How To: Choose Partners


One of the most important things you'll do in National History Day is choose who will travel with you on this voyage

Much like the first explorers crossing the Atlantic Ocean, what they needed most was a great crew and a boat filled with competent mates. You need to find ways to attach SAILS to your boat and leave the ANCHORS behind.


Working together on projects is NAVYsomething that students say they enjoy most about school. It also is one of the most useful ways for them to learn. So we encourage possible entrants to work together. Some questions to ask yourself about your possible partner(s):

  1. Six months from now, do you see them being someone you'll be proud to be beside because you all worked hard to get to the State Competition?
  2. Is there a time where you'll be able to meet and work together (occasionally in class, but, moreso, in class)?
  3. Do you think all of you will be able to share the vision for your project?
  4. Do you predict fighting within your group (or, believe it or not, between your group's parents)?
  5. Will they be an ANCHOR or a SAIL?

 Evil anchor Identifying ANCHORS:

Apathetic (Lazy)
Not willing to learn about the topic
Controlling and not a team player
Have too much fun (not serious enough)
Often doesn't have the time to work together
Responsibility, trust, & organization problems
imply involved in the project for the wrong reasons

ANCHORS take up room on the ship. They slow your ship down. Beware of ANCHORS because they can sometimes beg you to come on board only to sink your ship. When that happens, NHD is over for you and your mates.

It must be said, though, that sometimes someone who is perceived as an ANCHOR is actually - or morphs into - a SAIL.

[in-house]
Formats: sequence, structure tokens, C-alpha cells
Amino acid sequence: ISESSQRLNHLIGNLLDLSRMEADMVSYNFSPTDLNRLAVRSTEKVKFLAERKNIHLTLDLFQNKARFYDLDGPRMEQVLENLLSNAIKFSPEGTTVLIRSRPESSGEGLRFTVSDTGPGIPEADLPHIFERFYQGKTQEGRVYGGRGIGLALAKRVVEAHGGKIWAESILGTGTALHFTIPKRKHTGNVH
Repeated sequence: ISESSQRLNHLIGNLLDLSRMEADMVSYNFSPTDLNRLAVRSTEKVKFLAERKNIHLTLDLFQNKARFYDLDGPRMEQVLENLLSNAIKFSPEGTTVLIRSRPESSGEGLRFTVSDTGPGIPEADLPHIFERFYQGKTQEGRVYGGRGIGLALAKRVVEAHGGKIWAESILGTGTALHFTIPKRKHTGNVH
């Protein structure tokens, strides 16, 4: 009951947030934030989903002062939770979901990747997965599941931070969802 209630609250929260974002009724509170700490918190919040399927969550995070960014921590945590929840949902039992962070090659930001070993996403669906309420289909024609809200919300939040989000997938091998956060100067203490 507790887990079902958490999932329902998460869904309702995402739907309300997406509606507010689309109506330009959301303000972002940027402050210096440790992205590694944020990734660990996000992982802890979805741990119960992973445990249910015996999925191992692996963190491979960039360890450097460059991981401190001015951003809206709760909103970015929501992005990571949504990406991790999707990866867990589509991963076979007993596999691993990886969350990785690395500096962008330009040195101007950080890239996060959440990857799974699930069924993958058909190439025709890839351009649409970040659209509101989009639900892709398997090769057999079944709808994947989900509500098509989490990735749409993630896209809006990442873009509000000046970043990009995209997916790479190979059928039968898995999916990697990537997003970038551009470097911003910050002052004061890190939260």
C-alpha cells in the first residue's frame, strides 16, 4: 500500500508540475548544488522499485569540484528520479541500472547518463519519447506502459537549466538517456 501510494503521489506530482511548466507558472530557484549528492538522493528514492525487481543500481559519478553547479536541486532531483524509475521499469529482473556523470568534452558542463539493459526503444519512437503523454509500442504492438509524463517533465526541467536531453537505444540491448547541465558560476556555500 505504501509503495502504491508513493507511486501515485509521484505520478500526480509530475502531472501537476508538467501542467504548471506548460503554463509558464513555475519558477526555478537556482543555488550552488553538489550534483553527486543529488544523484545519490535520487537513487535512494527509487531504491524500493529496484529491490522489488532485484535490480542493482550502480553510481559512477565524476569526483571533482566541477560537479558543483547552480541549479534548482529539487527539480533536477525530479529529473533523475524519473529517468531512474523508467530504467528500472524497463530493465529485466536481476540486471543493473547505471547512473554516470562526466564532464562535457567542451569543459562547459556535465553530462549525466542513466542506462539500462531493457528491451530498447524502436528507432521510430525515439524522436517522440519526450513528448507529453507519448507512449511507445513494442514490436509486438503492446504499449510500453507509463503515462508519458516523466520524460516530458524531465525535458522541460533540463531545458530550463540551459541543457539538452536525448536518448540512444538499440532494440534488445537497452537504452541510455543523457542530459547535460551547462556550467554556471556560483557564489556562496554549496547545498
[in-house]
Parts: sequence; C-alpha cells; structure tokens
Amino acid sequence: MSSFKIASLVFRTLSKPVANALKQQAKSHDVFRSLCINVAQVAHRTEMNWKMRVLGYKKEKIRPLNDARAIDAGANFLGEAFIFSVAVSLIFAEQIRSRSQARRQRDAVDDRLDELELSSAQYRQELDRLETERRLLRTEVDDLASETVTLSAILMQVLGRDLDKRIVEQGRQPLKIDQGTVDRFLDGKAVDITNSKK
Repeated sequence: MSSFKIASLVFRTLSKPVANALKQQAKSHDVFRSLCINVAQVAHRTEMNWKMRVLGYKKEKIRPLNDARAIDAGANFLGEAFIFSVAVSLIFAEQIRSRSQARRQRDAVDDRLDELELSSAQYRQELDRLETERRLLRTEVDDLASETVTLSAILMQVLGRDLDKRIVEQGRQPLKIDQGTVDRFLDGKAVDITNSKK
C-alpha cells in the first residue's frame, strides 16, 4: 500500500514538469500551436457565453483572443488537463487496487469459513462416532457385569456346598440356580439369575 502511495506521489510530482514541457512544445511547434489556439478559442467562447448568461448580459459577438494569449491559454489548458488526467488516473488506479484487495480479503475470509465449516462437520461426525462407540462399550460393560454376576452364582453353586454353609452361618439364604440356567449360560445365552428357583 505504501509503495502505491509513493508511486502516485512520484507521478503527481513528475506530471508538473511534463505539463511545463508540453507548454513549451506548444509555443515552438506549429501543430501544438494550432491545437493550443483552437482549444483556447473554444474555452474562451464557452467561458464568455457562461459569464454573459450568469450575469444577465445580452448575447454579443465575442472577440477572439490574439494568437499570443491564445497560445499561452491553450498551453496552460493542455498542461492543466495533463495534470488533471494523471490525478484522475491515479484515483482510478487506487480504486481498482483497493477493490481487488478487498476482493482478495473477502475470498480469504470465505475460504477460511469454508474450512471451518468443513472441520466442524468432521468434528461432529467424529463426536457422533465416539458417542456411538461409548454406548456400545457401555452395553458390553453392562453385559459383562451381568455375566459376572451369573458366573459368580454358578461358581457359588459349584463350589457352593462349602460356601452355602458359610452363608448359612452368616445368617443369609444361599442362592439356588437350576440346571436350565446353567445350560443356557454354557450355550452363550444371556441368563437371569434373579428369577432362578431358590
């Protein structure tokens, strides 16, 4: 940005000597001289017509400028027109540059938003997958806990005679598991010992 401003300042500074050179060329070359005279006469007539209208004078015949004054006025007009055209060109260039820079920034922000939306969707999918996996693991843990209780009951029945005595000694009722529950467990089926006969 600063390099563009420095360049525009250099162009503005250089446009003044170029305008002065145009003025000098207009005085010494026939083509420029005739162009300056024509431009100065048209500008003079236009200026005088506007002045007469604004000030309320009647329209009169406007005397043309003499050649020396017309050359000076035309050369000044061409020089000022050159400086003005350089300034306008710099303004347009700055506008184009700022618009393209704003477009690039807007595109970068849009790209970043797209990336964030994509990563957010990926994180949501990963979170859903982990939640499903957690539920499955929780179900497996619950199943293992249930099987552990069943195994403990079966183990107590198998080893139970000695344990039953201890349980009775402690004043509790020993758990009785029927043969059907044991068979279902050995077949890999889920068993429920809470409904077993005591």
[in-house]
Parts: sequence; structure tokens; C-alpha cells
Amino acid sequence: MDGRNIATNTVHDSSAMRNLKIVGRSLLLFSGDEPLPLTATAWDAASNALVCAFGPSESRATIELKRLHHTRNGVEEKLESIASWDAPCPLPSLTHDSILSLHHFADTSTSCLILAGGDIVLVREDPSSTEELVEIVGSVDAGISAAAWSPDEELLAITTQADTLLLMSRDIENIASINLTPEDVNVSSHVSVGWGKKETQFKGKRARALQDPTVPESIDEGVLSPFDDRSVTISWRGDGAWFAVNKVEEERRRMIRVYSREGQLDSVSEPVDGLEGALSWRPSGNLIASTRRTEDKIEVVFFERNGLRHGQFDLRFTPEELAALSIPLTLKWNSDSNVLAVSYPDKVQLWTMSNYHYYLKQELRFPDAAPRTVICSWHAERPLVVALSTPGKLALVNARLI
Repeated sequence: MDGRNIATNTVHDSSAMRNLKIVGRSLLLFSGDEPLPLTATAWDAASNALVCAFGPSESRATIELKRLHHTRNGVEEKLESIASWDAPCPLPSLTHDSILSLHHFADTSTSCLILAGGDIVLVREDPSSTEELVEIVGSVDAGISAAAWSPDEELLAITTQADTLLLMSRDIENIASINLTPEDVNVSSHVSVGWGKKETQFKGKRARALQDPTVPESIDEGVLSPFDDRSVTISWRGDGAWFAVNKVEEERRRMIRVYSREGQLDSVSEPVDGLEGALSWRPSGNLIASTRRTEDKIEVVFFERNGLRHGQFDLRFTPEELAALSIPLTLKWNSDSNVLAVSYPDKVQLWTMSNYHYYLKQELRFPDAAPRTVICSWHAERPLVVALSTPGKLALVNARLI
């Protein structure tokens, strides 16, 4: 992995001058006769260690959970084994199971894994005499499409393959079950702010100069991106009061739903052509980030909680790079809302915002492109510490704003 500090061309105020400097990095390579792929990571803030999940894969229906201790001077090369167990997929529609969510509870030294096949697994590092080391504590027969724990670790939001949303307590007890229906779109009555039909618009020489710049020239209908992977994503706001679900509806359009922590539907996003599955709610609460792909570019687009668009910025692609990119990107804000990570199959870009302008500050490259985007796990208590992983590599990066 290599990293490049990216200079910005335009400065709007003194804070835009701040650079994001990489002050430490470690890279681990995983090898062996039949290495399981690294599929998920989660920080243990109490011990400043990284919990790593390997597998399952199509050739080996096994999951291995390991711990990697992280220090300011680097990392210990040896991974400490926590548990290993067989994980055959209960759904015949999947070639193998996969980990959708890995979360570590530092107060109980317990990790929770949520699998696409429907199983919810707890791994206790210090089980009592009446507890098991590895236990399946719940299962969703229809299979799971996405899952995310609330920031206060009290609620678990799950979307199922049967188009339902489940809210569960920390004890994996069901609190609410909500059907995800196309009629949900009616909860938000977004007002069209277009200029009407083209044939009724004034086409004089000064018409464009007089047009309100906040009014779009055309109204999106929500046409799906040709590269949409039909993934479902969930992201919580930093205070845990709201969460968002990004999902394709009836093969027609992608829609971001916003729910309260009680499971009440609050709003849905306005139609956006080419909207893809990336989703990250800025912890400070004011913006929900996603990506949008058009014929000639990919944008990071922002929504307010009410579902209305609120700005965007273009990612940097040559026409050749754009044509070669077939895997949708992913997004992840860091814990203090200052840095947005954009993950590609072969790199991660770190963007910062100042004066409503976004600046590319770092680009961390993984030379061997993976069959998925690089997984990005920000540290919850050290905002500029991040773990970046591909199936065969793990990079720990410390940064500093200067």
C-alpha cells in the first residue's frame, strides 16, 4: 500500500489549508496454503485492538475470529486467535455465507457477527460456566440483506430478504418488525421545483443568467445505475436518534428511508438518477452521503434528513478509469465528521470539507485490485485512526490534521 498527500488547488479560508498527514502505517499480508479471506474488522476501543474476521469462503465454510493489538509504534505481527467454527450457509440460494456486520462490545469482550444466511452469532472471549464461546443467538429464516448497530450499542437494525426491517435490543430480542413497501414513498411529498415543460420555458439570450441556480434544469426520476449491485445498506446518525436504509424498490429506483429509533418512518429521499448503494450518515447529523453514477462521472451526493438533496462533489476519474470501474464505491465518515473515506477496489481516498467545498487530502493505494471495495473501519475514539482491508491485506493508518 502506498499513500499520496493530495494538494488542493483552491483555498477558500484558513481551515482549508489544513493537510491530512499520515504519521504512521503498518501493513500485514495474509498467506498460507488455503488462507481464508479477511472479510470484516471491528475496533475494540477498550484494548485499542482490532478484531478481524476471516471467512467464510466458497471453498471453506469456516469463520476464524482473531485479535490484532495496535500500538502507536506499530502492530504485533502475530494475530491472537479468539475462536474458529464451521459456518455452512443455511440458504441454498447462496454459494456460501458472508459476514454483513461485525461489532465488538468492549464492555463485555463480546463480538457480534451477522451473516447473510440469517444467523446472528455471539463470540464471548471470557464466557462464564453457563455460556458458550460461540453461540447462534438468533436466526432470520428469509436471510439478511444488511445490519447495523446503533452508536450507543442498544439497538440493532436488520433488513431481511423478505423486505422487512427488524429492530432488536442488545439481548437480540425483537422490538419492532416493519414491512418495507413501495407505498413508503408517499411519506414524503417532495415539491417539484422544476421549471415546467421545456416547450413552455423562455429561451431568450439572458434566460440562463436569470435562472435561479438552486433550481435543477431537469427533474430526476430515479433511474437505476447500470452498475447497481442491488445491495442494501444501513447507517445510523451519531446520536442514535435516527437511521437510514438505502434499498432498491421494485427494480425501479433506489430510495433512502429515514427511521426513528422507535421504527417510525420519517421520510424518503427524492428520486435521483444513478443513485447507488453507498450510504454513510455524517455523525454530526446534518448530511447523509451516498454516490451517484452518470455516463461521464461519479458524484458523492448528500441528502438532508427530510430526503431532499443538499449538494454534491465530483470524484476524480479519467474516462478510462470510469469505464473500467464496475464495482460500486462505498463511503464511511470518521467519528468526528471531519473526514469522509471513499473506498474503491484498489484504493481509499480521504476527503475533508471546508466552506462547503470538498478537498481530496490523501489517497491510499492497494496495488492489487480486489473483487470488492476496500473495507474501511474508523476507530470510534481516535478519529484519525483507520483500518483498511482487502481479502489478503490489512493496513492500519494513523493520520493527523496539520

We're telling you right now - do not be afraid to drop the ANCHORS from your voyage. You may offend them by leaving them behind, but but it is sometimes the best decision to make. Stand firm, mates!

Sail boat

Identifying SAILS:

  • Strong in academics and work ethic 
  • Adaptable to the situation, project, and topic
  • Is reliable, honest, and positive
  • Likes to find ways to solve problems
  • Share and communicate ideas with the group

We don't know about you, but we'd much rather have SAILS on board our ship than ANCHORS. They are great to have because these partners divide the work, are dedicated to the project, and exponentially add to the team component. SAILS should make your ship faster, more efficient, and enjoyable to travel on.

SAILING ALONE - An Individual Project

YSailing Aloneou may choose to take on the voyage alone. That way there is only one SAIL, and the voyage should be simplified. There are few distractions to impede your progress. 

If you decide to work alone, you are accountable solely to yourself. You know that the project's success and failure is entirely up to your own efforts. There is no one else to blame! Sailing alone can be rewarding and a fine means of travel.

Groups should have no more than 3 on board. However, if you could determine a bunch of SAILS are on board and form a fantastic team, it'd be great to see how far your ship could sail. 

Ultimately, the amount of contestants you choose to have in your group is up to you. Just make sure you talk it over with your parents!

Edited from National History Workshop

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